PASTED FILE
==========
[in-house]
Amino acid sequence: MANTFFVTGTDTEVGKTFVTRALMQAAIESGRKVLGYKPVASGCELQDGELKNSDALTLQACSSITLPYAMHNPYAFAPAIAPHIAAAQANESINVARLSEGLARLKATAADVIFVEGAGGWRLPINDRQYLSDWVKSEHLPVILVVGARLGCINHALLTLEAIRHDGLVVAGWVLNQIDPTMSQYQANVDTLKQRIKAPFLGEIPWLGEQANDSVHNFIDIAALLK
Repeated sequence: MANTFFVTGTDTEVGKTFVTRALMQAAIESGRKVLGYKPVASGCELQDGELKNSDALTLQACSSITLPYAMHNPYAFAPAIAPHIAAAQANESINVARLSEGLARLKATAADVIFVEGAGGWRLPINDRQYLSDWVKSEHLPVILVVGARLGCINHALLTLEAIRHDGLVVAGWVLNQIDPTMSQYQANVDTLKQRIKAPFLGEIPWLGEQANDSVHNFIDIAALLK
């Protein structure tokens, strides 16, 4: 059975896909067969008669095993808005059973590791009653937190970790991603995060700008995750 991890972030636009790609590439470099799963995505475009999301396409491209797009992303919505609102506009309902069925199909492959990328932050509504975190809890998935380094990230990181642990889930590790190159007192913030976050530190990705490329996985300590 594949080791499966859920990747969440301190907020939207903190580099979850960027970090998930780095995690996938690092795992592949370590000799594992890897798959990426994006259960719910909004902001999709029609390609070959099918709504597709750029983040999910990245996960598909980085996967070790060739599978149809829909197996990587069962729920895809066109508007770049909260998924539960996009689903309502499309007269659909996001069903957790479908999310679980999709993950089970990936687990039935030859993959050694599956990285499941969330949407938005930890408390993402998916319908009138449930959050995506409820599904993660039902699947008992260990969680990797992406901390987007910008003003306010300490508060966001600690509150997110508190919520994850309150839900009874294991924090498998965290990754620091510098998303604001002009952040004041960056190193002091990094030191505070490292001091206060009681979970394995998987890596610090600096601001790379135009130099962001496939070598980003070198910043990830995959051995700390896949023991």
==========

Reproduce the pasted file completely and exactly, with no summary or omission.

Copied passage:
[in-house]
Amino acid sequence: MANTFFVTGTDTEVGKTFVTRALMQAAIESGRKVLGYKPVASGCELQDGELKNSDALTLQACSSITLPYAMHNPYAFAPAIAPHIAAAQANESINVARLSEGLARLKATAADVIFVEGAGGWRLPINDRQYLSDWVKSEHLPVILVVGARLGCINHALLTLEAIRHDGLVVAGWVLNQIDPTMSQYQANVDTLKQRIKAPFLGEIPWLGEQANDSVHNFIDIAALLK
Repeated sequence: MANTFFVTGTDTEVGKTFVTRALMQAAIESGRKVLGYKPVASGCELQDGELKNSDALTLQACSSITLPYAMHNPYAFAPAIAPHIAAAQANESINVARLSEGLARLKATAADVIFVEGAGGWRLPINDRQYLSDWVKSEHLPVILVVGARLGCINHALLTLEAIRHDGLVVAGWVLNQIDPTMSQYQANVDTLKQRIKAPFLGEIPWLGEQANDSVHNFIDIAALLK
């Protein structure tokens, strides 16, 4: 059975896909067969008669095993808005059973590791009653937190970790991603995060700008995750 991890972030636009790609590439470099799963995505475009999301396409491209797009992303919505609102506009309902069925199909492959990328932050509504975190809890998935380094990230990181642990889930590790190159007192913030976050530190990705490329996985300590 594949080791499966859920990747969440301190907020939207903190580099979850960027970090998930780095995690996938690092795992592949370590000799594992890897798959990426994006259960719910909004902001999709029609390609070959099918709504597709750029983040999910990245996960598909980085996967070790060739599978149809829909197996990587069962729920895809066109508007770049909260998924539960996009689903309502499309007269659909996001069903957790479908999310679980999709993950089970990936687990039935030859993959050694599956990285499941969330949407938005930890408390993402998916319908009138449930959050995506409820599904993660039902699947008992260990969680990797992406901390987007910008003003306010300490508060966001600690509150997110508190919520994850309150839900009874294991924090498998965290990754620091510098998303604001002009952040004041960056190193002091990094030191505070490292001091206060009681979970394995998987890596610090600096601001790379135009130099962001496939070598980003070198910043990830995959051995700390896949023991």